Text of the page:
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Conference delivery in Ecuador

By Prof. Cam McCaw

In March 2020, I traveled to Ecuador on behalf of the International Mobility Office and in co-ordination with the Ecuadorian-Canadian Chamber of Commerce (ECCC) in Guayaquil. The activities throughout my stay were organized and co-ordinated by Jessica Nicolaide from ECCE, a wonderful champion of Seneca. She could not have been more gracious and professional. Because of her and her team, the visit was seamless and exceeded my expectations.

Over the course of two days, I delivered lectures, profiling Seneca’s expertise, with respect to fraud, corruption and money laundering. The lectures took place in Guayaquil (Ecuador’s largest and most populous city) and in Quito (Ecuador’s capital). I lectured for about four to five hours each day, with the lectures being simultaneously translated into Spanish. The audience was broad based, most notably a large group from the regulators (led by Alan Sierra Nieto, the National Director of Prevention of Money Laundering), lawyers and other professionals. Mr. Nieto made introductory comments about his big regulatory concerns with preventing money laundering — as it happened, my presentation covered his concerns, which I think added to our credibility.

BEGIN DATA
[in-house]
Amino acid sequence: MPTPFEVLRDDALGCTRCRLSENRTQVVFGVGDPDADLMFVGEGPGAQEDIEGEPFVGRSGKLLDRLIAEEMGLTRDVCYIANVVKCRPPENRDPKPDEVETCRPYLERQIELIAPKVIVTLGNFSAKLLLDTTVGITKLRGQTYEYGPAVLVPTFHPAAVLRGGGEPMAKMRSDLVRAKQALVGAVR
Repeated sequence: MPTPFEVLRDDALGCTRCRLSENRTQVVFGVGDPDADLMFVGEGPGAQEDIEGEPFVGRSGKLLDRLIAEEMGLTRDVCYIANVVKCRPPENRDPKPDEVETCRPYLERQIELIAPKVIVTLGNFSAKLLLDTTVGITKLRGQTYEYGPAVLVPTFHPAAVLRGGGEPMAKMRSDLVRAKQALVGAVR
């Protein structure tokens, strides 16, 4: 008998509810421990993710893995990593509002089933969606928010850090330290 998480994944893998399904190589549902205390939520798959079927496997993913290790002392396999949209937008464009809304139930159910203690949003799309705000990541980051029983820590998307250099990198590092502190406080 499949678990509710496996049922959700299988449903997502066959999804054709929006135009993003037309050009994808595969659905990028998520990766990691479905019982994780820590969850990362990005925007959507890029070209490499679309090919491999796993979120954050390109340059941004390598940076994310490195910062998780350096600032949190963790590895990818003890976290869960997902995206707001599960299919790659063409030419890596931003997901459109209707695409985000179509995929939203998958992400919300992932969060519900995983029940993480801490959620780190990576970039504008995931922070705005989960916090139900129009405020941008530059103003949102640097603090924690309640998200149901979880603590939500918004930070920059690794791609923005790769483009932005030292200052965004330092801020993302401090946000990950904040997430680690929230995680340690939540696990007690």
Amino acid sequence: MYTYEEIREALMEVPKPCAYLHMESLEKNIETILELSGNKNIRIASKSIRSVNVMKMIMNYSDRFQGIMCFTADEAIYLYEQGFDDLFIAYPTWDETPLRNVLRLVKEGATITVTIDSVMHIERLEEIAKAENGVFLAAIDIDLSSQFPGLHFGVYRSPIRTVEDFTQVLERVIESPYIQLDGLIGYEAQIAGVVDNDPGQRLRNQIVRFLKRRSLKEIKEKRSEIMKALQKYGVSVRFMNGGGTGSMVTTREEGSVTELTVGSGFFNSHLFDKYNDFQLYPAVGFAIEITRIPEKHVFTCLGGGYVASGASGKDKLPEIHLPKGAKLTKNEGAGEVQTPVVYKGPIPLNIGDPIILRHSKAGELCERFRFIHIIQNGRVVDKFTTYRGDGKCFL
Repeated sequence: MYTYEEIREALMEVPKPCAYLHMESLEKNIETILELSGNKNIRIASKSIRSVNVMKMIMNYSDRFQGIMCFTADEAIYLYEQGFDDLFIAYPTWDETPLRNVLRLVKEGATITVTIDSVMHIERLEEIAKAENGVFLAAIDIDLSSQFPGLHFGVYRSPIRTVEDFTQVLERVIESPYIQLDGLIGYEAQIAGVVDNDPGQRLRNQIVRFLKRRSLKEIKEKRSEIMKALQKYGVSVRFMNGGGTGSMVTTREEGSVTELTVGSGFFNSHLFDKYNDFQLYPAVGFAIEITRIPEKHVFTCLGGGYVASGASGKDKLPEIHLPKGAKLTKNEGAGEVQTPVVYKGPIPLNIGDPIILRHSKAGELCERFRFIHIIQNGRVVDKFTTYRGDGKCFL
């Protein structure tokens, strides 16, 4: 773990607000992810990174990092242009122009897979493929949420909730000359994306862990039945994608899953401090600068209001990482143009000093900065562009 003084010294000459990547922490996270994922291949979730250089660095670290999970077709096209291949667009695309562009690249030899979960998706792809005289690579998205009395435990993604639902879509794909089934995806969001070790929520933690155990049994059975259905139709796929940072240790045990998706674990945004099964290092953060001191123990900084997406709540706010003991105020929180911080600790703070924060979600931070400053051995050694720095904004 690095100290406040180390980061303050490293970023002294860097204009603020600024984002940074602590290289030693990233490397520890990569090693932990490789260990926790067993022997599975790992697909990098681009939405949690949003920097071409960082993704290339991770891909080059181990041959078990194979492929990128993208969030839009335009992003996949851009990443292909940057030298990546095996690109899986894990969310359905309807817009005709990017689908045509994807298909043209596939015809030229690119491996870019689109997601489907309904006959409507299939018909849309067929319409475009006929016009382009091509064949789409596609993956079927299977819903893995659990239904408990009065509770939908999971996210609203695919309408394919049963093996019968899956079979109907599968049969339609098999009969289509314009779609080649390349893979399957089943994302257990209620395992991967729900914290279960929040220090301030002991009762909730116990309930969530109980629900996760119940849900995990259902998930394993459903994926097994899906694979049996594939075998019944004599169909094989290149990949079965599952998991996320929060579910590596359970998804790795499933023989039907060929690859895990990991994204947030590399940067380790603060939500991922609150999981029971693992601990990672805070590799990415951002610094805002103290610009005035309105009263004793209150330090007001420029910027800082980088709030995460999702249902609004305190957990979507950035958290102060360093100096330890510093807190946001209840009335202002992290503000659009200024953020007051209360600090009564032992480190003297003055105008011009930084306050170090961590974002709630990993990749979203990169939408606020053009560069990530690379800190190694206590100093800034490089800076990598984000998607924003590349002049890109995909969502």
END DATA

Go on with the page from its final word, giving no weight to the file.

At the end of day one, I attended a luncheon with the President of the Chamber, several of the board’s staff, and the Honorary Council — Government of Canada (Basil Haylock) — this was an excellent event and there was great interaction. Thereafter, we travelled to Quito.

Professor Cam McCaw in Ecuador

The group in Quito was appreciably smaller but again of a very high quality. At the end, we met with one of the local sponsors — Grant Thornton, Managing Partner — who was very appreciative of Seneca’s initiative. I was hosted for a one-on-one lunch with Patricia Bustamante, Trade Commissioner at the Embassy of Government of Canada. One of her primary responsibilities is to support work with the local community in fighting corruption. As such she was very interested in exploring how Seneca could work further with the Government of Canada and other Canadian “partners” in this fight.

There seems to be a unique opportunity to foster further collaboration between the Government of Canada, senior members of the Ecuadorian business community and Seneca. I see this through moving beyond understanding the underlying concepts relating to the topics, towards a focus on anti-corruption — preventing, detecting and investigating.

Professor Cam McCaw in Ecuador
Professor Cam McCaw in Ecuador
Professor Cam McCaw in Ecuador